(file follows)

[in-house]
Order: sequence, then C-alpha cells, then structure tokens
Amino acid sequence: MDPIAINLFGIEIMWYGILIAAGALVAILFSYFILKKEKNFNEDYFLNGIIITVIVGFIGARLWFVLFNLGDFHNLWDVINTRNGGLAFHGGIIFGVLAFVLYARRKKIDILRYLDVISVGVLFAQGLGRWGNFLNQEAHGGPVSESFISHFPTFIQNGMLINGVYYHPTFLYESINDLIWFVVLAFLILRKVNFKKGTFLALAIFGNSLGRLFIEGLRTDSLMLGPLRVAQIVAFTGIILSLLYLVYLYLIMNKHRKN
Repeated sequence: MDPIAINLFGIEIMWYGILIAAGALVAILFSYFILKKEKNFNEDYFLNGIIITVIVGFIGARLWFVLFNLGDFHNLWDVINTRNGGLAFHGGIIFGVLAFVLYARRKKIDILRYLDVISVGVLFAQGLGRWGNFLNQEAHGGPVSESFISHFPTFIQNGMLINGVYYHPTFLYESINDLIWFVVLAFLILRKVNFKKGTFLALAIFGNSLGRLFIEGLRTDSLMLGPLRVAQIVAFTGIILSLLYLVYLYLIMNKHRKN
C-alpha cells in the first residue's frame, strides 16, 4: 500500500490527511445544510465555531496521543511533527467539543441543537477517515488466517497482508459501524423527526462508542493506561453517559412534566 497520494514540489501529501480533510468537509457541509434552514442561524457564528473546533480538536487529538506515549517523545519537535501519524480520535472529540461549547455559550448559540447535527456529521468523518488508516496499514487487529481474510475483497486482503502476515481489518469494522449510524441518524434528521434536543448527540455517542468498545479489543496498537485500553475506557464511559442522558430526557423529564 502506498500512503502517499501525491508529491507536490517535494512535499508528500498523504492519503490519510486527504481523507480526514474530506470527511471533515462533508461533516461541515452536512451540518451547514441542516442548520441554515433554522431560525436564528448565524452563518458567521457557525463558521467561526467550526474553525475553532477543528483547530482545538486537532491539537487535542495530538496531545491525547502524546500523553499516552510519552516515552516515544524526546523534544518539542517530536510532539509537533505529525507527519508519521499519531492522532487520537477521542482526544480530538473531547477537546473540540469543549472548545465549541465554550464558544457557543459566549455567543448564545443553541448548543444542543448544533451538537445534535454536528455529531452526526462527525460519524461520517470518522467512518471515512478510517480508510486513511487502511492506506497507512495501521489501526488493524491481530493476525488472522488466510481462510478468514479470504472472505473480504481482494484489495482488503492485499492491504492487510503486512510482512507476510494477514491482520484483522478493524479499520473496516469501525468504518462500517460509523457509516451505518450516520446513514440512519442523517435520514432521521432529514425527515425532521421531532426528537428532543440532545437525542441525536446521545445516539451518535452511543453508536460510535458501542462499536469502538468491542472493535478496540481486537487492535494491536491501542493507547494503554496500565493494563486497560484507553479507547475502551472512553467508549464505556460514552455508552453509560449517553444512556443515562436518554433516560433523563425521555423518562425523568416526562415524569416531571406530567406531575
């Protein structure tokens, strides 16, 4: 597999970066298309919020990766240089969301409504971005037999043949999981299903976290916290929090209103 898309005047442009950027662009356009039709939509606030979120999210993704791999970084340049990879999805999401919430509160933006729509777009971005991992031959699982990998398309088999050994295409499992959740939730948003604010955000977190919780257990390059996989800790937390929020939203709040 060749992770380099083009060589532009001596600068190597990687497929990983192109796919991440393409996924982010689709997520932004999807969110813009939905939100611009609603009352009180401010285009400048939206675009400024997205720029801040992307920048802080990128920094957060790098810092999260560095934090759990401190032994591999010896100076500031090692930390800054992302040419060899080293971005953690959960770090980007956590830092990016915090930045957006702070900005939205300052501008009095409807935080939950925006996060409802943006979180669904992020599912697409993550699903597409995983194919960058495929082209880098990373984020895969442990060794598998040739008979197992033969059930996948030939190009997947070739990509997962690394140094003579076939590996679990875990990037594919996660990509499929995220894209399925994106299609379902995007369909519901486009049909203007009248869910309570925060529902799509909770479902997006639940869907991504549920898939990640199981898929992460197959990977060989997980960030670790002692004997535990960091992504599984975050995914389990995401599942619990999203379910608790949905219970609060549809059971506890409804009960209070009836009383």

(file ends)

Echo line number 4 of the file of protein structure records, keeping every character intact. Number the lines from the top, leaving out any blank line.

Repeated sequence: MDPIAINLFGIEIMWYGILIAAGALVAILFSYFILKKEKNFNEDYFLNGIIITVIVGFIGARLWFVLFNLGDFHNLWDVINTRNGGLAFHGGIIFGVLAFVLYARRKKIDILRYLDVISVGVLFAQGLGRWGNFLNQEAHGGPVSESFISHFPTFIQNGMLINGVYYHPTFLYESINDLIWFVVLAFLILRKVNFKKGTFLALAIFGNSLGRLFIEGLRTDSLMLGPLRVAQIVAFTGIILSLLYLVYLYLIMNKHRKN